The year 2015 was the first on record in which drug impairment contributed to more vehicular deaths than alcohol impairment, reports The Washington Post. Among the involved drivers tested for drugs or alcohol in 2015, 43 percent had drugs in their system, compared to 37 percent who tested positive for alcohol, according to the Governors Highway Safety Association (GHSA).
These findings have lawmakers in California, and across the nation, scrambling to reconcile loosening drug laws and America’s opioid epidemic with efforts to reduce drugged driving deaths.
The Challenges of Fighting Drugged Driving
Drunk driving and the number of alcohol-involved fatal accidents have both dropped in California in recent years. While these deaths are decreasing, drugged driving deaths increased from 28 percent to 43 percent from 2005 to 2015.
Citizens and lawmakers hope that concerted efforts to reduce drugged driving produce results similar to those for drunk driving. But those involved in the effort face some unique challenges. Consider the following:
America’s Opioid Epidemic
While it has not hit California as hard as other states, such as West Virginia, Ohio, and Florida, the data is still stark. According to a piece in The Sacramento Bee, there are less people than opioid prescriptions in certain counties across the state.
And many of these prescription holders are getting behind the wheel. According to a 2015 study of fatally injured drivers in six states (including California), America has seen a seven-fold increase (one percent to 7.2 percent) in drivers killed under the influence of prescribed opioids since 1995.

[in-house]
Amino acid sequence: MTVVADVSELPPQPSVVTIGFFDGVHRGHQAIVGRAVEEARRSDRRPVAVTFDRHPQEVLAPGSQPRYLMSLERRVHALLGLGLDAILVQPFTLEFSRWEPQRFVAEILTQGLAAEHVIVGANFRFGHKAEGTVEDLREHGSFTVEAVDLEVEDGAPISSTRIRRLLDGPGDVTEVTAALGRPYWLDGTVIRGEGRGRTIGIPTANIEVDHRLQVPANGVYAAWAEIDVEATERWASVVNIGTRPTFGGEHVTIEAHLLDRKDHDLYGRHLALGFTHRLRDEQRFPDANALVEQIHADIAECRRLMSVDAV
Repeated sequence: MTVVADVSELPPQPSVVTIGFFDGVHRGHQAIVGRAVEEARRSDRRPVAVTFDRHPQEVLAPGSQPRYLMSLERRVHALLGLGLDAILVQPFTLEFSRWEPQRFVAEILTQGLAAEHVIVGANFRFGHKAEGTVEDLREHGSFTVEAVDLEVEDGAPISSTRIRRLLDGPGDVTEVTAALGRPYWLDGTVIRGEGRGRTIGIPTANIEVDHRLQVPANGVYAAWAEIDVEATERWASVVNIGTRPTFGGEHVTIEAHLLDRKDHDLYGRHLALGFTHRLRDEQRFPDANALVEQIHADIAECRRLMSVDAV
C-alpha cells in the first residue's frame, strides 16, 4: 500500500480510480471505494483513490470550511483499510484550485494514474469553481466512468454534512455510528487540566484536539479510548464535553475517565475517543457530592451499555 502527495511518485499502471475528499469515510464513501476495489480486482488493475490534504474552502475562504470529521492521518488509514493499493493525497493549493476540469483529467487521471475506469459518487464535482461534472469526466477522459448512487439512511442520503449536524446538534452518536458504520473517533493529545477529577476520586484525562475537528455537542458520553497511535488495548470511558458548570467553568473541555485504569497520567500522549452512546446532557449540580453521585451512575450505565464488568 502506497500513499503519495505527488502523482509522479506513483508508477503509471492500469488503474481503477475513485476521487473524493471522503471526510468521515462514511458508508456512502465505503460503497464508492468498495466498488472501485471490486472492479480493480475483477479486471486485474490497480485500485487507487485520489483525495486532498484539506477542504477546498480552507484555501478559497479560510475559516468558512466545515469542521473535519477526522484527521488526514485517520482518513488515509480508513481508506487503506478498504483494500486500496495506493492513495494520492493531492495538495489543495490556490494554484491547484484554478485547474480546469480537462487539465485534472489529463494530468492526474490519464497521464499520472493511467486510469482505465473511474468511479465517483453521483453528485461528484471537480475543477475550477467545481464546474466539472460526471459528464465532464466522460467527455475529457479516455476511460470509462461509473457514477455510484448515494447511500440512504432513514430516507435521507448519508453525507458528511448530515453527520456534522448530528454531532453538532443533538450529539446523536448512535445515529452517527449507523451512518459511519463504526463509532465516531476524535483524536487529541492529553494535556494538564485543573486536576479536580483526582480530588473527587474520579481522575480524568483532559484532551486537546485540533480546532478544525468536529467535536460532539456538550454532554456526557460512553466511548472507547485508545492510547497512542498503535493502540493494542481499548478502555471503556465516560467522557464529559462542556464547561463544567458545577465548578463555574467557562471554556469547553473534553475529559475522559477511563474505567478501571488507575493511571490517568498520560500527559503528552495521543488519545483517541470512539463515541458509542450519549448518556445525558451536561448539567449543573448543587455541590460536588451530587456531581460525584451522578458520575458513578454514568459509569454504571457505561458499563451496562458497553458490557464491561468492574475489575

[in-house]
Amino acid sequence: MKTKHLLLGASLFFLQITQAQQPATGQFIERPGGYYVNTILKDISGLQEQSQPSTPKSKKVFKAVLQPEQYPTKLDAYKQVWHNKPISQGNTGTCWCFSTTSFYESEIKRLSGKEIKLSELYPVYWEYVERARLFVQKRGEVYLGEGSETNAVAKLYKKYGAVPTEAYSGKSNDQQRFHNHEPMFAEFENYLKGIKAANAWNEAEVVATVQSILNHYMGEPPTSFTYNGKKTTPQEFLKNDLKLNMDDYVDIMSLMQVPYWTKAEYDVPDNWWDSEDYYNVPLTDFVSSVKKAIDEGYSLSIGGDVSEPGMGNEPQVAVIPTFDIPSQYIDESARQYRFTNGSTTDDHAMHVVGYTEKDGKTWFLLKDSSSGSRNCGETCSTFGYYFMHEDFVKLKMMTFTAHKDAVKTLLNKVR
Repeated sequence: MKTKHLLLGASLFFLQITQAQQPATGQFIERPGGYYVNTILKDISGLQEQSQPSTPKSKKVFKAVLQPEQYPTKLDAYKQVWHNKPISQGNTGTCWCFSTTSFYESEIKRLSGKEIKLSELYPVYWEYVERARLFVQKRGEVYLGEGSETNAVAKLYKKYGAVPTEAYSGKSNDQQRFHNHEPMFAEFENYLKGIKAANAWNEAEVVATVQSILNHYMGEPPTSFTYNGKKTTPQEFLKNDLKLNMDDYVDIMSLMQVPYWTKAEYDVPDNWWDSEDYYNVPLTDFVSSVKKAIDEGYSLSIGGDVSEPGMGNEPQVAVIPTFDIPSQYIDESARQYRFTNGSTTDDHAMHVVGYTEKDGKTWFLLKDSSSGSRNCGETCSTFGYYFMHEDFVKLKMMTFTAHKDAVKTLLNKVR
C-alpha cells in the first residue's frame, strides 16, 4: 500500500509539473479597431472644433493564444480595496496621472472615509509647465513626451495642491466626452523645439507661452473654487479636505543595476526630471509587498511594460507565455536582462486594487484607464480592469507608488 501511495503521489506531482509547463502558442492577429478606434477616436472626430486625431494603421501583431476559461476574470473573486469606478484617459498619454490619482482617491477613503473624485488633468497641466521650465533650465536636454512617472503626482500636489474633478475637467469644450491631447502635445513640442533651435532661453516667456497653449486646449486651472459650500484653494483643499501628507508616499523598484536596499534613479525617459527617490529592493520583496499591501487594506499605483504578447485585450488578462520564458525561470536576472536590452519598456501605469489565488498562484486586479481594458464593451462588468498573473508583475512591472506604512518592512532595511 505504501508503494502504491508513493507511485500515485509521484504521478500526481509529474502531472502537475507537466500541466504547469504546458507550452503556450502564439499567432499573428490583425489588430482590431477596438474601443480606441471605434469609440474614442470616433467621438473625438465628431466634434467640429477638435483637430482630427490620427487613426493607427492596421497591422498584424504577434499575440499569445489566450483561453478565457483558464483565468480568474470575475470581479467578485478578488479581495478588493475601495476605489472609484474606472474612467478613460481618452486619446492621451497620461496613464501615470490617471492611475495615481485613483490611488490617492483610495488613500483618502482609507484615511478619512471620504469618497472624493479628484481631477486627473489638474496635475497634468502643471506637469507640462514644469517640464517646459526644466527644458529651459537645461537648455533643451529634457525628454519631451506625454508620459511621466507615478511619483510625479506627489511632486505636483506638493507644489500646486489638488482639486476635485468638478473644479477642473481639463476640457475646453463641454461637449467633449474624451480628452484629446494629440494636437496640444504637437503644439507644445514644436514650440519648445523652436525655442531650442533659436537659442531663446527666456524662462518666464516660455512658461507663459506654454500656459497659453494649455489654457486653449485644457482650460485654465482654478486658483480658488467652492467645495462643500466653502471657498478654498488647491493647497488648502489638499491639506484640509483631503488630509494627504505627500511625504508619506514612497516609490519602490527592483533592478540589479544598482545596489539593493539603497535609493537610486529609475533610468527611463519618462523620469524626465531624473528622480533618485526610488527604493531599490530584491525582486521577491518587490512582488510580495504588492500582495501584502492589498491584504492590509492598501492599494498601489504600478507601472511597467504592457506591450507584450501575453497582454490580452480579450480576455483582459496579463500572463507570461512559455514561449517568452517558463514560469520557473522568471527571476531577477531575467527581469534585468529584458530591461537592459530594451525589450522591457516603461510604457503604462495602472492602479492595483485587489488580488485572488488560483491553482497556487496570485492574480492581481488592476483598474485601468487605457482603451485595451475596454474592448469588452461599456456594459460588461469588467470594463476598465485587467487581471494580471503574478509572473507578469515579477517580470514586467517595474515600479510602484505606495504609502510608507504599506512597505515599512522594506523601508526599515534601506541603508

The study also found that 30 percent of drivers who tested positive for opioids also had a higher blood alcohol concentration. Two-thirds of the opioid users tested positive for other drugs, as well. These findings are very troubling as combining alcohol and opioids can cause users to fall asleep at the wheel.
The study concluded: “The need to assess the effect of increased prescription opioid use on traffic safety is urgent.”
It is important to note that this study did not discuss illegal drugs such as heroin or fentanyl, which many drug users turn to when they cannot get a prescription. One look at the news will tell you that heroin use behind the wheel is becoming a bigger danger to drivers than it was in previous years.
Relaxed Drug Laws in California
Opioids are not the only drugs to consider. Marijuana is now legal in California for medicinal as well as recreational use, so it stands to reason that the drug will command much focus in efforts to curtail under the influence of drugs.
In fact, over 33 percent of the drivers involved in fatal crashes in 2015 had used marijuana prior to driving.
There is no presumed level of intoxication for drugs in California. This makes it difficult for officers and lawmakers to stop from driving under the influence of drugs.
Beliefs and Attitudes
The biggest headwind for drugged driving might be the public’s attitude toward it. While drunk driving has become widely unacceptable, with offenders immediately branded as pariahs, much of the public has yet to latch onto the idea that many drugs — particularly marijuana — pose the same level of danger.
As for drugs, the eyes of the public are finally beginning to open to the scope of the crisis. This awareness offers the potential for new campaigns to educate people on the dangers of driving while using such drugs.
So What Can Lawmakers Do?
Based on the above analysis, it seems lawmakers might best be served to focus on three areas in their fight against drugged driving: researching and developing detection methods for a broader array of drugs, drafting stricter laws against drugged driving, and public outreach to change people’s beliefs and attitudes.
Greenberg, Greenberg & Kenyon urge drivers to stay sober before they drive. For DUI defense help, call 951-274-0003.